First edition (not stated). 216 pages. Hardcover; H 23.5cm x L 15.5cm. Dust jacket rubbed, mild soiling to rear panel, slight bump to spine heel. Light gray cloth with black spine lettering, mild bump to spine heel and bottom left corner of front board. Else a bright and clean near fine copy in a very good+ dust jacket. ISBN 0879724730. Bookseller Inventory #
Synopsis: The period 1885 to 1917 saw thousands of American crusaders working hard to “save the fallen women,” but little on the part of American social protest writers. In this first work on the subject, Laura Hapke examines how writers attempted to turn an outcast into a heroine in a literature otherwise known for its puritanical attitude toward the fallen woman. She focuses on how these authors (all male) expressed late-Victorian conflicts about female sexuality. If, as they all maintained, women have an innate preference for chastity, how could they account for the prostitute? Was she a sinner, suggesting the potential waywardness of all women? Or, if she was a victim, what of her “depravity”?
Hapke reevaluates Crane’s famous Maggie: A Girl of the Streets, discusses neglected prostitution fiction by authors Joaquin Miller, Edgar Fawcett, and Harold Frederic, and surveys Progressive white slave novels. She draws on a number of period sources, among them urban guidebooks and medical treatises, to place the fiction in its cultural context.
Title: GIRLS WHO WENT WRONG: PROSTITUTES IN ...
Publisher: Bowling Green, OH: Bowling Green State University Popular Press, 1989.
Book Description University of Wisconsin Press. Hardcover. Book Condition: Good. This book has a light amount of wear to the pages, cover and binding. Bookseller Inventory # G0879724730I3N00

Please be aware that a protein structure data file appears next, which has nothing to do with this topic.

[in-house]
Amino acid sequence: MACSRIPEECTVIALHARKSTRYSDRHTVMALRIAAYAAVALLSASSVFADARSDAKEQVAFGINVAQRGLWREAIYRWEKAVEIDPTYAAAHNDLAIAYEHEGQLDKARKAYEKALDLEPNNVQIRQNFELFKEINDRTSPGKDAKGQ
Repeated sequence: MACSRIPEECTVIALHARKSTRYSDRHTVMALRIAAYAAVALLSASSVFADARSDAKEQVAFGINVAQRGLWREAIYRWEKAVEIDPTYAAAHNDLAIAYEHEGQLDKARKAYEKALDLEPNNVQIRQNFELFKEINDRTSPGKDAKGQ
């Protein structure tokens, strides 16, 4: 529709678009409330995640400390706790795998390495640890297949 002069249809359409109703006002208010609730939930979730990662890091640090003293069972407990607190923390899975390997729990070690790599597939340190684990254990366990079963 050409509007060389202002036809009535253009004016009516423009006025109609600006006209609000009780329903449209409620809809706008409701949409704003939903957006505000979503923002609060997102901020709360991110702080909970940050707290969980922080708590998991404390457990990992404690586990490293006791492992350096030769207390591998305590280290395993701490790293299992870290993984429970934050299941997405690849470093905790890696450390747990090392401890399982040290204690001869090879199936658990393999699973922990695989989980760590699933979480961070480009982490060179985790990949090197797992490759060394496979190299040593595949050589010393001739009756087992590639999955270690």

Book Description Popular Press 1, 1989. Book Condition: Good. Former Library book. Shows some signs of wear, and may have some markings on the inside. Bookseller Inventory # GRP58170322
Book Description Bowling Green State University Popular Press, Bowling Green, 1989. 8vo. 216pp., notes, bibliography, index. In contrast to the crusades to "save the fallen" which were common in America during the period of 1885- 1917, a group of male writers created fiction about the prostitute. The author shows how these writers tried to turn an outcast into a heroine, and how they expressed late-Victorian conflicts about female sexuality. Cloth in dust jacket. Light shelfwear. Very good. Bookseller Inventory # 85201
Book Description Bowling Green University Popular Press, Bowling Green, OH, U.S.A., 1989. Hard Cover. Book Condition: Good. ex-lib w/usual markings, GOOD hardcover, no marks in text, strong binding; a very solid copy. Ex-Library. Bookseller Inventory # 096795
Book Description Book Condition: Good. Book Condition: Good. Bookseller Inventory # 97808797247334.0
Book Description Bowling Green University State Popular Press, 1989. Hard Cover Cloth. Book Condition: Fine. Dust Jacket Condition: Very Good +. First Edition. Fine in VG+ lightly scuffed dust jacket with tiny closed dj edge tear. Clean and tight. Bookseller Inventory # 026844
Book Description Univ of Wisconsin Pr, 1989. HRD. Book Condition: New. New Book. Shipped from US within 10 to 14 business days. Established seller since 2000. Bookseller Inventory # TX-9780879724733
Book Description Popular Press 1, 1989. Hardcover. Book Condition: New. Bookseller Inventory # DADAX0879724730
Book Description University of Chicago press. Book Condition: New. Brand New. Bookseller Inventory # 0879724730
Book Description University of Wisconsin Press, United States, 1989. Hardback. Book Condition: New. Language: English . This book usually ship within 10-15 business days and we will endeavor to dispatch orders quicker than this where possible. Brand New Book. There was much crusading in America to save the fallen, but little on the part of American social protest writers. Yet one group of male authors created fiction about the prostitute. Laura Hapke examines how they attempted to turn an outcast into a heroine in a literature otherwise known for its puritanical attitude toward fallen women. Hapke re-evaluates Stephen Crane s famous Maggie: A Girl of the Streets , and other works of fiction. She also draws on a number of period sources, among them urban guide books and medical treatises. Bookseller Inventory # BTE9780879724733